But how are retailers delivering this information? While some have opted to keep it simple and have the relevant product information laid out in a single list, some have taken an alternative approach. Best Buy, for example, has included collapsible sections on each of its product pages such as ‘What’s included’ and ‘Customer reviews’. This ensures that all the information a consumer needs or wants is available but it’s easier to find depending on what category of information that consumer is looking for. The result? A smoother customer experience and a quicker purchase cycle.
Alongside this standard product information, many major appliance retailers like Home Depot are implementing urgency creator tactics on their product pages. For example, a retailer may include ‘limited stock available’ or ‘buy now while stocks last’ tags on certain products. This is often down to two reasons, either the product is indeed selling out fast and stock levels are low or, the retailer has failed to sell the product stock and is now creating a false sense of urgency to help encourage consumers to purchase it. And these tactics work, according to research, urgency is a prominent psychological technique that compels people to act straight away.
Additional information sections such as delivery, installation, warranty, FAQs, and the return policy should also be included as standard on product pages. For retailers that want to go the extra mile, provide customers with peace of mind, and encourage a greater level of purchasing confidence, including information such as customer reviews and trust badges are ideal. Offering unbiased and unaltered product reviews are a great way for retailers to make potential customers feel more confident with their product choices. The more reviews a retailer shows, the more convinced a shopper will be that they’re making the right purchase decision. Also, for major appliance retailers looking to increase their online presence, reviews are a great way to achieve this goal.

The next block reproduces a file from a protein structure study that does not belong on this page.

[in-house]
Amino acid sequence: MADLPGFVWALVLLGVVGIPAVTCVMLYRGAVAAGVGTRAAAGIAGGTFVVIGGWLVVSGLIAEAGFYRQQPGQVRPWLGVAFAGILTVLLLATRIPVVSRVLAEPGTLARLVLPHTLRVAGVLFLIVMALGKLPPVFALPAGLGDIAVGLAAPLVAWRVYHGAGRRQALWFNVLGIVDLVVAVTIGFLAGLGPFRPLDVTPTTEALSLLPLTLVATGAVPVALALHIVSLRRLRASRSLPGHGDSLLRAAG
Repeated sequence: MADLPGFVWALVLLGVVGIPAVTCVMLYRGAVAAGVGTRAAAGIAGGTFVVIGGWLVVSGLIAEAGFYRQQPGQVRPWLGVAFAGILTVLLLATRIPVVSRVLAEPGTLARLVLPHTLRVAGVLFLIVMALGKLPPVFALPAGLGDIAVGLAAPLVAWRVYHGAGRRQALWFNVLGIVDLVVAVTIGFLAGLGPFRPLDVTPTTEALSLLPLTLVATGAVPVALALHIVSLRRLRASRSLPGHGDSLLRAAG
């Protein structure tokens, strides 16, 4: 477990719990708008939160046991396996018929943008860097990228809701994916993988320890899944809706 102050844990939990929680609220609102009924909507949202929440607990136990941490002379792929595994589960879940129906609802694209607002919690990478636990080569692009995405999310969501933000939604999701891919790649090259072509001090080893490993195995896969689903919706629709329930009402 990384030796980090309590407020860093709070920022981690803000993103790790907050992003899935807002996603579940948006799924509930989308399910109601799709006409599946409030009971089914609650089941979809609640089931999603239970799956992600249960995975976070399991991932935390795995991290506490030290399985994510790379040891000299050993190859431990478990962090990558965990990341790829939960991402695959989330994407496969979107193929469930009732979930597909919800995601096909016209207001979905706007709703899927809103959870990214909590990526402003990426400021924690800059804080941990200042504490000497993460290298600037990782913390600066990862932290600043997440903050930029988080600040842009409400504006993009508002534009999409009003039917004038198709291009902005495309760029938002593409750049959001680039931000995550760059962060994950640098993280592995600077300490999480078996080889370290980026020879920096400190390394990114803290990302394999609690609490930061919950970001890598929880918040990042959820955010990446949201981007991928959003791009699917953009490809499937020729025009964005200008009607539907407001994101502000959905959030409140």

Something else that retailers – or more specifically – marketplace platforms have only really started doing in the last 5+ years is comparisons. This is where a retailer not only provides a consumer with the means to compare prices of the same product across channels but also different versions or models of the same products. The retailer will then often divulge what is and isn’t included with each product, whether that’s technical capabilities, size, ease of use, or something else. This helps to install greater trust and honesty in the brand from a consumer perspective, as they are in a sense, putting all their cards on the table in plain sight.
We’ve all been browsing a brand’s online catalog and noticed a small scroll bar at the bottom of a product page with the words ‘if you like this, we think you’ll love this’ or, ‘those who bought this, often bought this’ and sometimes, ‘frequently bought together’. Major appliance websites are no different.
These messages are a great cross-selling technique that helps to keep not only existing customers but also entice potential ones too on a retailer’s website. Many major appliance brands and marketplace platforms are leveraging these tactics to their advantage to increase cross-selling across product ranges and categories, while also providing a more personalized experience to customers.
Some brands uniquely use cross-selling techniques. For example, if you go to the laundry appliance section of Whirlpool’s website before you even click on whether you’re looking for a washer or dryer, the brand cross-sells washer and dryer sets. The brand’s message behind this tactic is that it enables customers to do laundry their way via a paired load and go system. This is an interesting selling technique from Whirlpool as it encourages additional purchases before a consumer even clicks on a product category.